While we have been winding down our space program, other countries – China, in particular – have been working on (and, with China, even testing) capabilities to weaponize space and seize a strategic position on the moon. To prevent this, we must present a credible deterrent with ongoing robust and responsive manned and unmanned space programs. That’s why Constellation remains important, both as a concrete program now and as a bridge to a cooperative public-private space partnership.

Obviously, there are national security implications for a US government presence in space. But not for a manned presence. There have been no national security implications for that in forty years. And if it’s a national security issue to put humans in space, then the Pentagon should be responsible for and paying for it, not NASA, which is a civilian program. And how having a launcher that costs a couple billion per flight and can only fly a few times a year contributes to national security remains unexplained, even if one really believes that the Chinese are “working on seizing a strategic position on the moon” (what does that mean?).

They go on with the standard flawed and failed spinoff argument. And then this:

What we do not need is what President Obama is leaving us with: Showing up at the doors of countries like Russia and China, begging for a lift up to our space station. To paraphrase President Ronald Reagan: “Weakness invites aggression.”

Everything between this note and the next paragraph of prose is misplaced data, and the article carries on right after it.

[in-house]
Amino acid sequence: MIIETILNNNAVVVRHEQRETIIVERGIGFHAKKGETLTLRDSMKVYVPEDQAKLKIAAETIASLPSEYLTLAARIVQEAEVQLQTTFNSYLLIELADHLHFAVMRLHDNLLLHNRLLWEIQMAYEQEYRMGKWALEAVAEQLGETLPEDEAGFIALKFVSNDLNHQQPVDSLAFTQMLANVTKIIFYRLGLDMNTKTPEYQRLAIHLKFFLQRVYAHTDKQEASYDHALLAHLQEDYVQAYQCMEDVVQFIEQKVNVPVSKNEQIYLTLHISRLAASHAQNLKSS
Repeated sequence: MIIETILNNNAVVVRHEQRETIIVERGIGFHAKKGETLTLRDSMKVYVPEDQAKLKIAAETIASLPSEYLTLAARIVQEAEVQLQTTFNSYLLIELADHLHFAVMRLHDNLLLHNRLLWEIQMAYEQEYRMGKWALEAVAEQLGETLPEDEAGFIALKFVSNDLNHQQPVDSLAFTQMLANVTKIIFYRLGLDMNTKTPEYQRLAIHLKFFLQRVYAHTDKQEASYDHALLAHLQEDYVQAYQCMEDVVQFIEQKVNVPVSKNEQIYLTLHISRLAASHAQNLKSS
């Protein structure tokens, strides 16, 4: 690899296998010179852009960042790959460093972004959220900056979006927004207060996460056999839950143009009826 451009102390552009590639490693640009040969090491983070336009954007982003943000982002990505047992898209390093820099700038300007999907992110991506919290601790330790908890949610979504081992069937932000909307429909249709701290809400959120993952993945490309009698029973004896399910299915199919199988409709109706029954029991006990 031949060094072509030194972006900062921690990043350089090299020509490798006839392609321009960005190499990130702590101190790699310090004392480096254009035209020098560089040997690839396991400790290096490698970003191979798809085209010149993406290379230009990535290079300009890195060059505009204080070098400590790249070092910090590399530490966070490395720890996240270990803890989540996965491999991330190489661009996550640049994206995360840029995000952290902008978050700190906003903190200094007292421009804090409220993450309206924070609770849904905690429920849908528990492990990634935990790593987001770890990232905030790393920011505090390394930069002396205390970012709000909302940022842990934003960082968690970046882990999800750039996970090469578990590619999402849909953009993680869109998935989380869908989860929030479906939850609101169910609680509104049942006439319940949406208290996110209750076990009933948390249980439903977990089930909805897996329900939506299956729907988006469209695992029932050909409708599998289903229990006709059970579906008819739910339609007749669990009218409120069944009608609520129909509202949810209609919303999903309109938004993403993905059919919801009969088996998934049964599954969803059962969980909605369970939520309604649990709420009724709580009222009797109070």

Hey, I’m not a big fan of relying on the Russians either, but you know when the time was to complain about that? First, six years ago, when Bush baked it into the policy cake for at least three years, and then four years ago, when Mike Griffin increased the gap with his disastrous decision to build a whole new horrifically expensive and unnecessary launch system, instead of finishing Steidle’s plan for a CEV flyoff that would have resulted in something (and possibly two somethings) that could have flown on existing vehicles. The one person whose fault it isn’t is Barack Obama’s, and going back to the Program of Record doesn’t fix that problem.

I’m disappointed.

There’s a lot of discussion about this over at Space Politics, where I found the link.

The Horror

Here’s an interesting tidbit in a story about Blumenthal’s fabrication of his Vietnam experience. Some people apparently think that this is equivalent:

“It’s appalling that the Attorney General of the state of Connecticut – a highly-educated and trained lawyer – would misspeak about such a significant issue,” Simmons told POLITICO this morning. “Clearly he knows he never was in Vietnam, and yet he’s on record saying he was in Vietnam – obviously to appeal to an audience, and that’s a very troubling disclosure.